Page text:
It’s a crisp, sunny winter day on the swank Upper East Side of Manhattan, and two moving men in blue coveralls are carrying a zebra down the sidewalk before carefully loading it into the back of a truck. A somewhat startled police officer, who had been primed to write the standing vehicle a ticket, offers his assistance instead. As Cindy Adams would say, “Only in New York, kids, only in New York.”
As it turns out, the $18,000 taxidermied specimen is heading south for the season. “The zebra’s going to Palm Beach this afternoon,” its former owner, Creel and Gow proprietor Jamie Creel, explains. “It’s going to a nice home.”
Quickly noting that the zebra was legally culled from its African herd to prevent overpopulation, Creel gently consoles his visitor, “Don’t get sad. We have to talk about something else.”
An easy task in this jewel box of a home-decor shop, set back from the sidewalk on East 70th Street by a low ivy-covered fence. Cofounded by Creel together with Christopher Gow five years ago, it is bursting with unusual objets. There are extravagantly patterned ceramics from South Africa, original wooden seats from the Paris Métro, ceremonial masks from Panama, early 20th-century Chinese opera headdresses, fossils from France, penis sheaths from Papua New Guinea, Moroccan selenite “logs” for the fireplace and, originating a bit closer to home, carnival mirrors from Coney Island — one making you look fat, the other skinny.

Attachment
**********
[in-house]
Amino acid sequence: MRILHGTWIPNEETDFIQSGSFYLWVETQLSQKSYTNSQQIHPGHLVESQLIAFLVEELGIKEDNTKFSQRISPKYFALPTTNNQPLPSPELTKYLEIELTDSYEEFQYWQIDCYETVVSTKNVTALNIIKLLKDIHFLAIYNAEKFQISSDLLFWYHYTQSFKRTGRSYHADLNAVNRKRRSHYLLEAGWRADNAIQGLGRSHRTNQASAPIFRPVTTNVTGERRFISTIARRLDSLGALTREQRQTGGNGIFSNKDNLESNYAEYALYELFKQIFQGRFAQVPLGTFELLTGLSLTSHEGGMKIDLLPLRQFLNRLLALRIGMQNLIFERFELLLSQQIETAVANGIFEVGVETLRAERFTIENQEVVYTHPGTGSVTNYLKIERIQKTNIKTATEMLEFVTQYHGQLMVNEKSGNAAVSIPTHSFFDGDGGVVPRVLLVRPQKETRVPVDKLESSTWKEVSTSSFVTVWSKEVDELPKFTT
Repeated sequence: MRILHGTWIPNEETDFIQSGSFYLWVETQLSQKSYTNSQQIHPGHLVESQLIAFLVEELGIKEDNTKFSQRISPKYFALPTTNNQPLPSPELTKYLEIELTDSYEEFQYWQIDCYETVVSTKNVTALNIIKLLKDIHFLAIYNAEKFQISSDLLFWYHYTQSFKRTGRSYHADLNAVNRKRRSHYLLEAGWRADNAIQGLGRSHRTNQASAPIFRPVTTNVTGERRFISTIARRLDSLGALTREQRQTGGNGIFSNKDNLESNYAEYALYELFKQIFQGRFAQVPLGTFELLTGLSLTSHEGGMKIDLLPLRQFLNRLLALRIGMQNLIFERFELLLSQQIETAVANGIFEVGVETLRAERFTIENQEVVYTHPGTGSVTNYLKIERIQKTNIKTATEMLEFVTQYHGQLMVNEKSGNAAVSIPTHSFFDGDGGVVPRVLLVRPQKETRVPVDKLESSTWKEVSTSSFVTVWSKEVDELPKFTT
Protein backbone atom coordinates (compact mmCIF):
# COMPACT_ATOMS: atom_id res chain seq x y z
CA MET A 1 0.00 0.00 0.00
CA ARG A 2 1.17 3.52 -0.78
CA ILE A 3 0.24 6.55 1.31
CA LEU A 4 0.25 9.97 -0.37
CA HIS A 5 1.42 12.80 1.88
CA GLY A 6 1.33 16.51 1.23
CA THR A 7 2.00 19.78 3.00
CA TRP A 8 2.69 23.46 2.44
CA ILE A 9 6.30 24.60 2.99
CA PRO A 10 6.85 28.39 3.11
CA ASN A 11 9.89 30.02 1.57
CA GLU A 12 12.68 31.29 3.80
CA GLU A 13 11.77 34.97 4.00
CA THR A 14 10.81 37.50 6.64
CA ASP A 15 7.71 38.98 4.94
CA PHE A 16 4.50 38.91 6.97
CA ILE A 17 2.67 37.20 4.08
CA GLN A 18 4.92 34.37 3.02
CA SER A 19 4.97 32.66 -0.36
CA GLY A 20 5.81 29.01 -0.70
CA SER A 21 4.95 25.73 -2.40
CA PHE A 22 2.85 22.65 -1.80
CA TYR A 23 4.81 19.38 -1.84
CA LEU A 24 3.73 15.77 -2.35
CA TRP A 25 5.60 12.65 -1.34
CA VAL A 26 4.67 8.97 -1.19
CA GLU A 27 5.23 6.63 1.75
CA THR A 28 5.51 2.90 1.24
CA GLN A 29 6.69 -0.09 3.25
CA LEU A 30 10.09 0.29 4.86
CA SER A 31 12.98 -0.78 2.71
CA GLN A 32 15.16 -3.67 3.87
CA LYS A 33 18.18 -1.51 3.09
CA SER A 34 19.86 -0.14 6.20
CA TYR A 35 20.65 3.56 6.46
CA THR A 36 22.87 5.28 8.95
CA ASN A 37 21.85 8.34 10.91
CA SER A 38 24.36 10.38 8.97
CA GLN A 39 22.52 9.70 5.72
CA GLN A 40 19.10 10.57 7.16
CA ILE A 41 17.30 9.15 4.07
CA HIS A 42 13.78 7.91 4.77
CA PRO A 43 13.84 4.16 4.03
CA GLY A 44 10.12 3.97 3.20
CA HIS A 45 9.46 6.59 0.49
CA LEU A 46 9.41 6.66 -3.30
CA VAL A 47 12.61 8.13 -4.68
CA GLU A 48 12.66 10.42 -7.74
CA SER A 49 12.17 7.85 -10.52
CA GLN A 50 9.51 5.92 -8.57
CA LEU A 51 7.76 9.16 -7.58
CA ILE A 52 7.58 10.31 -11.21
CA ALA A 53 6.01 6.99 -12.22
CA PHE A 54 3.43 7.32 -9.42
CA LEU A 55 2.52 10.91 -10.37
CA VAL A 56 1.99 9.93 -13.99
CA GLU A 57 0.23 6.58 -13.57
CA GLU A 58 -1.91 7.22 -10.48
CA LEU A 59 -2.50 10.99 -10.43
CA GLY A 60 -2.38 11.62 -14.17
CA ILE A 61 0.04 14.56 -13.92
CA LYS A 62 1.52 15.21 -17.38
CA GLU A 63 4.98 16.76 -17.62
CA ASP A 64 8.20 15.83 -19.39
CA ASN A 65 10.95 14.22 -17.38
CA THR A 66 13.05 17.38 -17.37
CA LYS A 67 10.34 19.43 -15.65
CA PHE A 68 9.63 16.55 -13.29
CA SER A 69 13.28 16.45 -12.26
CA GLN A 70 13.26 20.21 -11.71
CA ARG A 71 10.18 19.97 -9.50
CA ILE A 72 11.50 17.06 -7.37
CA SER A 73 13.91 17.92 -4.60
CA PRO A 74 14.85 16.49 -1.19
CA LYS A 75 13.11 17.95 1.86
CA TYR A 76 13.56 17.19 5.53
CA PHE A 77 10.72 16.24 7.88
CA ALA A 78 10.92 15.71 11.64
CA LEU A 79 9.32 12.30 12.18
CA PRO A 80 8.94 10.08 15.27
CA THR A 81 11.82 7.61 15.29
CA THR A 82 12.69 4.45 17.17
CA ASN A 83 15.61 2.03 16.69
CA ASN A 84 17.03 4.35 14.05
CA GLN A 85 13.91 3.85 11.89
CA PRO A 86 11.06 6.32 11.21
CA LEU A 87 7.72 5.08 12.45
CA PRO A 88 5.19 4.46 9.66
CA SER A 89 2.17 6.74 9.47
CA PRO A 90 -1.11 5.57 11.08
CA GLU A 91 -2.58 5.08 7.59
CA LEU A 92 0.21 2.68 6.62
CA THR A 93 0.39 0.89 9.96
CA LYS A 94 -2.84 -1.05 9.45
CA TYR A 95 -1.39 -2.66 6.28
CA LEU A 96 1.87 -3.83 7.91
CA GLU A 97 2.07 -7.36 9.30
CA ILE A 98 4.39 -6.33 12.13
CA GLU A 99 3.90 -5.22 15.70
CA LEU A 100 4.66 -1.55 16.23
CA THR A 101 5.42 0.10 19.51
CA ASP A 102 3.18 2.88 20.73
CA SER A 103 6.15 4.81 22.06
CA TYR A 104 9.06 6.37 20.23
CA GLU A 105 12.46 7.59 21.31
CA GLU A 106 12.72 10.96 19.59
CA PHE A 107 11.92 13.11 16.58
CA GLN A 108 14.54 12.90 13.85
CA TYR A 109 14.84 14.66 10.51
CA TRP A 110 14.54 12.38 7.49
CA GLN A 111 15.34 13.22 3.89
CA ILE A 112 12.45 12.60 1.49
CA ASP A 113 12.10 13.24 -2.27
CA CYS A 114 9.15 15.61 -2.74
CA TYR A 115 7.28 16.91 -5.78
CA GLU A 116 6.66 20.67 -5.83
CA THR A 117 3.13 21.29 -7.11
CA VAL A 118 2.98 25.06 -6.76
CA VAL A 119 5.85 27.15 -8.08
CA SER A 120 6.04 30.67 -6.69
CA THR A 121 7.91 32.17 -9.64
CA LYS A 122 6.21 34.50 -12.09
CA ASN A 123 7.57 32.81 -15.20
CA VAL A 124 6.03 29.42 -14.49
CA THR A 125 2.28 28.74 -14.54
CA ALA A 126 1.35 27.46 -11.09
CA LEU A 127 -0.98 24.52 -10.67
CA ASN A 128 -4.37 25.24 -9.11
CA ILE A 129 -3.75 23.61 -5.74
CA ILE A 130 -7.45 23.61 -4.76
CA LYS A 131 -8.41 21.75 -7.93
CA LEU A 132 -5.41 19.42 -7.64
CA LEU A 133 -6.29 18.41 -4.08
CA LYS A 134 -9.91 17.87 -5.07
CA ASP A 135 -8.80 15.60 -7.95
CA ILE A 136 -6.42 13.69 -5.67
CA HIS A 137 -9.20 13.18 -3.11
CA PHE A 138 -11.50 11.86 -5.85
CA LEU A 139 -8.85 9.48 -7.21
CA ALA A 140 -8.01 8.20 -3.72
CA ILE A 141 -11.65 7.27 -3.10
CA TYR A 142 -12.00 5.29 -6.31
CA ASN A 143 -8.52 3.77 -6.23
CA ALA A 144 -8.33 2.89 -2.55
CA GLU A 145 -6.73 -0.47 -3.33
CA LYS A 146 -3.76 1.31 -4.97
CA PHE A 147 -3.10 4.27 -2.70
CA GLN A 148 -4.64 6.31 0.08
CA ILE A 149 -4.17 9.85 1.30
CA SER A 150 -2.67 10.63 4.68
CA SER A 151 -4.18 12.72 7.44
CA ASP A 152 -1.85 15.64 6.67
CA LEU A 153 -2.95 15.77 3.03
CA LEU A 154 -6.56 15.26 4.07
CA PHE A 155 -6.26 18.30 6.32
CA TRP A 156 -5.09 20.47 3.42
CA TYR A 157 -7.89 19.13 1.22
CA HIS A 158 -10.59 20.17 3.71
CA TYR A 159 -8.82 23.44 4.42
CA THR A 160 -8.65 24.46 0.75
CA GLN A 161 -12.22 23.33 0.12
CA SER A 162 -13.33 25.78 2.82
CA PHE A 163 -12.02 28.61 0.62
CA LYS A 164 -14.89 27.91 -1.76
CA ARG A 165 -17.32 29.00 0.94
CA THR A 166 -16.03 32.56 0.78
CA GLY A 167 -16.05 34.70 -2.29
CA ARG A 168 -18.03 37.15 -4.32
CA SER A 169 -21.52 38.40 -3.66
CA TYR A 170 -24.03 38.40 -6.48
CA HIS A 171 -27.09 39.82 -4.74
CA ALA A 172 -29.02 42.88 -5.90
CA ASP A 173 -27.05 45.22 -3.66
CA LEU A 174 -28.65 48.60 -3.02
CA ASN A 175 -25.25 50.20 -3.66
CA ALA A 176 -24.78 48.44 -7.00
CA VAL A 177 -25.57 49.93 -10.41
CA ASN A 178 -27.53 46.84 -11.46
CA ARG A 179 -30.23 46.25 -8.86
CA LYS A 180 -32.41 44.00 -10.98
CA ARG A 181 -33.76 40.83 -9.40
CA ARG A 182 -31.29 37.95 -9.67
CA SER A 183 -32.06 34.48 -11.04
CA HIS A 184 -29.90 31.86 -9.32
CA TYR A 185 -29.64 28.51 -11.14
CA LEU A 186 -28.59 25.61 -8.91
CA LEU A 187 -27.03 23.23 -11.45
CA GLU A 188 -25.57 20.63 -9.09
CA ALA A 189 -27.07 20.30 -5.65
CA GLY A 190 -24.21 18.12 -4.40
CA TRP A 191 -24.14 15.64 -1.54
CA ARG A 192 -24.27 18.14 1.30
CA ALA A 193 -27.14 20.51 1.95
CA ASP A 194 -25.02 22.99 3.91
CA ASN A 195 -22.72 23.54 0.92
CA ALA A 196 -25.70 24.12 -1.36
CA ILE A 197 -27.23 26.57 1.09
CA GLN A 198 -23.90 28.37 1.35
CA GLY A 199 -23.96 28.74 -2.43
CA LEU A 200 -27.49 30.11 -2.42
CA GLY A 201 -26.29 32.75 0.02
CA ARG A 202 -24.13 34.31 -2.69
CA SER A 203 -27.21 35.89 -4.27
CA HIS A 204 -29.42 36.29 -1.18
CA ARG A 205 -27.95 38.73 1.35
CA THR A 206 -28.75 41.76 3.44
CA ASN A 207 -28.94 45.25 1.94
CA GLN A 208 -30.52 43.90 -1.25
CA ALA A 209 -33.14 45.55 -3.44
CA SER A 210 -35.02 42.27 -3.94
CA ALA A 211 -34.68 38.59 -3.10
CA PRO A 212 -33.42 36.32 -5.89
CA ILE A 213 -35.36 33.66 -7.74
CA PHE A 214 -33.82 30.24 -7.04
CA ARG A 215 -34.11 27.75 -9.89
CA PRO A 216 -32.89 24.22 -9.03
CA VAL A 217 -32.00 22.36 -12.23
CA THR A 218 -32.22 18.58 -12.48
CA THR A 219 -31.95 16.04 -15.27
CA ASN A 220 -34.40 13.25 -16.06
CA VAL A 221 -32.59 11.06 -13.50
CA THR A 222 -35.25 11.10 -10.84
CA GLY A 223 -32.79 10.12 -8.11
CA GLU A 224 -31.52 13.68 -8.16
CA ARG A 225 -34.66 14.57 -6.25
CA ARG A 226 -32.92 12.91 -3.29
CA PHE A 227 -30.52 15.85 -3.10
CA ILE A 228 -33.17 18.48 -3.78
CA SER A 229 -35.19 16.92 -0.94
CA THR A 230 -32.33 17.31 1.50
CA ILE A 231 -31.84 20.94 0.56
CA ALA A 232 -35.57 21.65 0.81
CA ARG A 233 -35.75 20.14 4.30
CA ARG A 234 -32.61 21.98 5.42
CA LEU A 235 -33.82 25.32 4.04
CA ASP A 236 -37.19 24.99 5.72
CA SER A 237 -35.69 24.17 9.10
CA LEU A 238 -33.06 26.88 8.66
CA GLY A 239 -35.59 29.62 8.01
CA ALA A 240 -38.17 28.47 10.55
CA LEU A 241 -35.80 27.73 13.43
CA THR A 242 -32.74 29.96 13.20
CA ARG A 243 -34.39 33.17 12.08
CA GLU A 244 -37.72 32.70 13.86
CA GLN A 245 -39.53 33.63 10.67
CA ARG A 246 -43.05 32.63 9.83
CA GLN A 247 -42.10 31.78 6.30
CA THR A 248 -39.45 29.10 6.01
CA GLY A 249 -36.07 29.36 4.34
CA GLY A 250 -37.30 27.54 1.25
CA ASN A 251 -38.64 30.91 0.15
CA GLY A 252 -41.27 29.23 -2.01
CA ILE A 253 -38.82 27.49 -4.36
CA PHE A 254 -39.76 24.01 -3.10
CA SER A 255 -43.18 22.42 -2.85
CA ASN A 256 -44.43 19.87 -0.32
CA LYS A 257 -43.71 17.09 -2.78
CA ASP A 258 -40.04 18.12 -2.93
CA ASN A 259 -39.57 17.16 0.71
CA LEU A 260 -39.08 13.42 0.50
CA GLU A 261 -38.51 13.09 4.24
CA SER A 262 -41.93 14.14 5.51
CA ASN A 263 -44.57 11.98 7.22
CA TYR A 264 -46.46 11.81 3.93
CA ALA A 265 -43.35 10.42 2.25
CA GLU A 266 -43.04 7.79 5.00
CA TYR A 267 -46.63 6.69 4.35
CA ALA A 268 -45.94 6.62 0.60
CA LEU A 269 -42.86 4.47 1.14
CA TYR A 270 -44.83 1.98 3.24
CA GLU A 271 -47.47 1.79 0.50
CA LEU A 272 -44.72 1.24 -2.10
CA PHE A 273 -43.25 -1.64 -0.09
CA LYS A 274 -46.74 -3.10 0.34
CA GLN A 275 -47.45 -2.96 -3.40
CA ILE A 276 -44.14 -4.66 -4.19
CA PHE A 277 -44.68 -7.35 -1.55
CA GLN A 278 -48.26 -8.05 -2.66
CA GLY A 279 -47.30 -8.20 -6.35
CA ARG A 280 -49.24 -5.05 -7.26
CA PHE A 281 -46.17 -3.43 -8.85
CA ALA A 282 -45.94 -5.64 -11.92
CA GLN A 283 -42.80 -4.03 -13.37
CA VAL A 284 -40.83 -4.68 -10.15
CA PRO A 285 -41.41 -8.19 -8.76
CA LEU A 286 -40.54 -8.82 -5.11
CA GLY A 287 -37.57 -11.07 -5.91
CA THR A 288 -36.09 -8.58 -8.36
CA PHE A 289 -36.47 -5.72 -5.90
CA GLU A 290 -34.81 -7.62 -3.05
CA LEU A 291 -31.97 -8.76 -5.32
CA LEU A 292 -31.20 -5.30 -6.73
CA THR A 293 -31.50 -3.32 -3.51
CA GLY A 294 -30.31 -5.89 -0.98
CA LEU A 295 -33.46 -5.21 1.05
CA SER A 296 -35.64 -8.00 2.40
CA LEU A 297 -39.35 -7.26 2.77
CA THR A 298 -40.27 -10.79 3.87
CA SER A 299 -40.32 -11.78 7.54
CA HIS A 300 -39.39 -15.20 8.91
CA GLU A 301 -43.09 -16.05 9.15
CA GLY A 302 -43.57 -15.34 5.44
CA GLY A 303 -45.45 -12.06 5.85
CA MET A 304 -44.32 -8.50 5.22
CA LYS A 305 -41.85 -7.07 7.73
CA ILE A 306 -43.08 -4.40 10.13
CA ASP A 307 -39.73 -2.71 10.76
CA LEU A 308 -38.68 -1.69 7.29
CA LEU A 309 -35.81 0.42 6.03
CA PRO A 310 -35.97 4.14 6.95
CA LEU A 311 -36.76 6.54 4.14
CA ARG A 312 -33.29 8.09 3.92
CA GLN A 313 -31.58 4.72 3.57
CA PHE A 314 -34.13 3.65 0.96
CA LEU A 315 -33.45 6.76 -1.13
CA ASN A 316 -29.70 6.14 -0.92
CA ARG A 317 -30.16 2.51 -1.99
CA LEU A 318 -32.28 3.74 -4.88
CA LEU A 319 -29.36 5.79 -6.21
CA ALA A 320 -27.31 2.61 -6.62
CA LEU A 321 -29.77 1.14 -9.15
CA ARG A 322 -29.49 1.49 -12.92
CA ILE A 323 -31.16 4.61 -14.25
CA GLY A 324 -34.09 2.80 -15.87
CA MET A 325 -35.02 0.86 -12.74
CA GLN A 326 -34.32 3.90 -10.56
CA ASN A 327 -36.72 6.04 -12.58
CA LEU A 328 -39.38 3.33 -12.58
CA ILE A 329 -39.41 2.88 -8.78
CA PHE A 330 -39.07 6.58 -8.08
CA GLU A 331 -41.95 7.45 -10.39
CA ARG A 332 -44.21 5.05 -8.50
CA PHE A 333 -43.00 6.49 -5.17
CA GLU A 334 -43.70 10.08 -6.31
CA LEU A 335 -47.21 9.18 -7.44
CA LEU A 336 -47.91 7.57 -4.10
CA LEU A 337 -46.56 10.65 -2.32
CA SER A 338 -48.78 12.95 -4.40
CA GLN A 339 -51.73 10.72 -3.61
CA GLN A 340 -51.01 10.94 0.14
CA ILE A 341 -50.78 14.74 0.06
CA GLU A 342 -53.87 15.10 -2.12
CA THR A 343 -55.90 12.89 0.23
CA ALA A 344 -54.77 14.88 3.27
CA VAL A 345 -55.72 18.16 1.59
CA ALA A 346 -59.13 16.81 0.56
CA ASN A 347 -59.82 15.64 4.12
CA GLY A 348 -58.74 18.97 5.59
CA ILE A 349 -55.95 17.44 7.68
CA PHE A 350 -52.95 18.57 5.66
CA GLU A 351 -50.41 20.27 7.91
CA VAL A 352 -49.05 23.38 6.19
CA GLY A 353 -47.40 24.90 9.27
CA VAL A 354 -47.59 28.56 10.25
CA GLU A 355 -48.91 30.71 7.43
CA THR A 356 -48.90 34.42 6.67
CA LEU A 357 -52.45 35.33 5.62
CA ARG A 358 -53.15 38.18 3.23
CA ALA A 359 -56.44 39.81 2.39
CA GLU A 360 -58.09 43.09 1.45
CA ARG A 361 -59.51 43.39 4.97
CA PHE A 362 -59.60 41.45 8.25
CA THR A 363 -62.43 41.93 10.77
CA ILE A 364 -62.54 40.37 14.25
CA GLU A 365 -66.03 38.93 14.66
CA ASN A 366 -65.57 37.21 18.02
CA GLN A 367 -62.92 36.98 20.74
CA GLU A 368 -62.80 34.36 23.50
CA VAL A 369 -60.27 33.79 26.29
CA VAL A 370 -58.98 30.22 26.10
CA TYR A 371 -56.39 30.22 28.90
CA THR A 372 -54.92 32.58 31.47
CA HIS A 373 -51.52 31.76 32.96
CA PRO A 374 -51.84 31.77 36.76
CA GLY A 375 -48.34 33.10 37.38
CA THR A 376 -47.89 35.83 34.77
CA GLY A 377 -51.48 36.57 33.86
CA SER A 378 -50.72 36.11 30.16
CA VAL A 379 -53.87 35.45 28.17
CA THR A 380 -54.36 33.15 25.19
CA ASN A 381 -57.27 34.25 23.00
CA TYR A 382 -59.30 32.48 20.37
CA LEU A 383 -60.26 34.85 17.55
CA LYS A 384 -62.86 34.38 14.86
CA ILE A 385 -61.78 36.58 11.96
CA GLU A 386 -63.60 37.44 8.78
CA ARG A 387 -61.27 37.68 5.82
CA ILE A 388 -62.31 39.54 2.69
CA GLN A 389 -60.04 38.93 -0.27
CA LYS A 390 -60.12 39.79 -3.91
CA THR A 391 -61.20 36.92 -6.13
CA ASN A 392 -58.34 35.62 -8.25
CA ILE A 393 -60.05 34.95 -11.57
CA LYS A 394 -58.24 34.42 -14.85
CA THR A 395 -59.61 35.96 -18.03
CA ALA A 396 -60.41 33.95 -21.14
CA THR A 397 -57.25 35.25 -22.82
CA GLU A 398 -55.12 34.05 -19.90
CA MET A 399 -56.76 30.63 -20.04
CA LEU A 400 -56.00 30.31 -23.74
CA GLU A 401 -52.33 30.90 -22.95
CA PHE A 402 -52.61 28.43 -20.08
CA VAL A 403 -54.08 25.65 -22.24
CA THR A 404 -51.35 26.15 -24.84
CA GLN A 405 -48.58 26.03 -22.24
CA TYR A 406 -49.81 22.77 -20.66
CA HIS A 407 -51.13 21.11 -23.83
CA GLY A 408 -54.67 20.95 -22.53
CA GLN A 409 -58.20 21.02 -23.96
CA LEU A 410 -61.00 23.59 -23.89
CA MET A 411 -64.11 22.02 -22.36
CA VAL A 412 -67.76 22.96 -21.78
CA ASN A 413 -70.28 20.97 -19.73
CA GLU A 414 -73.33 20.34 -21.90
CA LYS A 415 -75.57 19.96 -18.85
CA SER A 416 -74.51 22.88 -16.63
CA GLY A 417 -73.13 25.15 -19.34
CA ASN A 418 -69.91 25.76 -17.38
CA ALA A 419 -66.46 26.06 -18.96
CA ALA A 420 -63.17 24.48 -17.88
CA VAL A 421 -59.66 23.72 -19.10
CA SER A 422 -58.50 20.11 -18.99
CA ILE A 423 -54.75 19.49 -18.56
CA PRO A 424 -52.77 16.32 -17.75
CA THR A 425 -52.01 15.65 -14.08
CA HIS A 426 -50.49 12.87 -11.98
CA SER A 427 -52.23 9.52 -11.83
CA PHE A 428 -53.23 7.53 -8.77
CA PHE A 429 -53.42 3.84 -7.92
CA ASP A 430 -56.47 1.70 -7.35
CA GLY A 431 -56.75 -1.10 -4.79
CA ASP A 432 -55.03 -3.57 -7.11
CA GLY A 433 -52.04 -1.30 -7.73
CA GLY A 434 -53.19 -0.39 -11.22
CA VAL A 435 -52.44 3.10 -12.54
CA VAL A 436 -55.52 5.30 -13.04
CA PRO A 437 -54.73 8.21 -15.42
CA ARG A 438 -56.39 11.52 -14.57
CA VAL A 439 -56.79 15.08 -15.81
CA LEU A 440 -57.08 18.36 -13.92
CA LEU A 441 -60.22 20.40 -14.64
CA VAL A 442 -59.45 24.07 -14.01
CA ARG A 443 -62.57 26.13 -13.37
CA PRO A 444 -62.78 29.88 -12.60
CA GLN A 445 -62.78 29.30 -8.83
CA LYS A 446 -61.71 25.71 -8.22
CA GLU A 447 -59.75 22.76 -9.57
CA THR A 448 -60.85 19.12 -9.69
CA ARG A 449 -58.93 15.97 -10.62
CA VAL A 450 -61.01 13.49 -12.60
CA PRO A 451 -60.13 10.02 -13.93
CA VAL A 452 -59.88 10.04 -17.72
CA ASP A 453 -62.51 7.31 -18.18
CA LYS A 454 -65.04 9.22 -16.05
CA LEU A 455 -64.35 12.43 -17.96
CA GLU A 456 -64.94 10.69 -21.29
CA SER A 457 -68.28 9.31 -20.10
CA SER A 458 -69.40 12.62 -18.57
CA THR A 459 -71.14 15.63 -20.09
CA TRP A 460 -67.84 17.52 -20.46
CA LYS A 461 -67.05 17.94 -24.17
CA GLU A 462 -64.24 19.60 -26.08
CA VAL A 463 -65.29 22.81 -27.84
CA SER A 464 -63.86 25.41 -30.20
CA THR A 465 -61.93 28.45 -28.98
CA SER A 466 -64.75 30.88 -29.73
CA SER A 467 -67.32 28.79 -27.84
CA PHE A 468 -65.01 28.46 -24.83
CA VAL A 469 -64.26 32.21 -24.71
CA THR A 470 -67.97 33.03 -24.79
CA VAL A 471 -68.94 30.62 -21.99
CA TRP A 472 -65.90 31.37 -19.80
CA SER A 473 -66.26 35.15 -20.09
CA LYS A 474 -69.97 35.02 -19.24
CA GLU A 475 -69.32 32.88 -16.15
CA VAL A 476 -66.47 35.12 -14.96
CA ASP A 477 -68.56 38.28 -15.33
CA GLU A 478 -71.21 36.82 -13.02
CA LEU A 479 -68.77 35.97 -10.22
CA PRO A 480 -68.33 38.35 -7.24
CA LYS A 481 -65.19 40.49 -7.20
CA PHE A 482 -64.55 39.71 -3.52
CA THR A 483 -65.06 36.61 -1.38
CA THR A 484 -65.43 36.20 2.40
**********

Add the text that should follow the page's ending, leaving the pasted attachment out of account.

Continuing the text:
For Creel, who divides the bulk of his time between Paris and New York and also owns a riad in Tangier, the shop — as well as his presence on 1stdibs — serves as a useful outlet for his serious travel habit. The concept, in fact, came while he was on a trip to the Galápagos Islands with a group of friends. “One friend and I, we would stay up at night and hatch ideas,” he recalls. “One was opening a store in New York exactly like this. I got so excited that I went back to Paris and started buying things for it right away.”
Another friend introduced him to Gow. A former specialist at Sotheby’s and founder of the now-defunct Ruzzetti and Gow, he shared Creel’s proclivity for collecting and travel, and the two teamed up. Creel bought out his partner last fall but kept the shop’s name. He’s also keeping the silver-dipped seashells that were Ruzzetti and Gow’s signature and remain a customer favorite. “All this work is done in Rome by two brothers whose other job is cleaning and repairing the silver at the Vatican,” Creel says. “People come back every year and buy a few shells. Some give a different shell [as a holiday gift] every year, and we keep a record of what they bought previously.”
Nature was initially the primary inspiration for the shop’s inventory, which encompasses chunks of colorful minerals, a megalodon tooth and deconstructed lobsters and insects encased in glass. Creel is a big admirer of Deyrolle, the Parisian specialty retailer famed for its taxidermy, entomological specimens and such. Creel and Gow’s taxidermied exotic birds, he emphasizes, all died natural deaths. “We’re not hunters,” he says. “We’re not going out and killing. None of these birds are raised to be trophies.”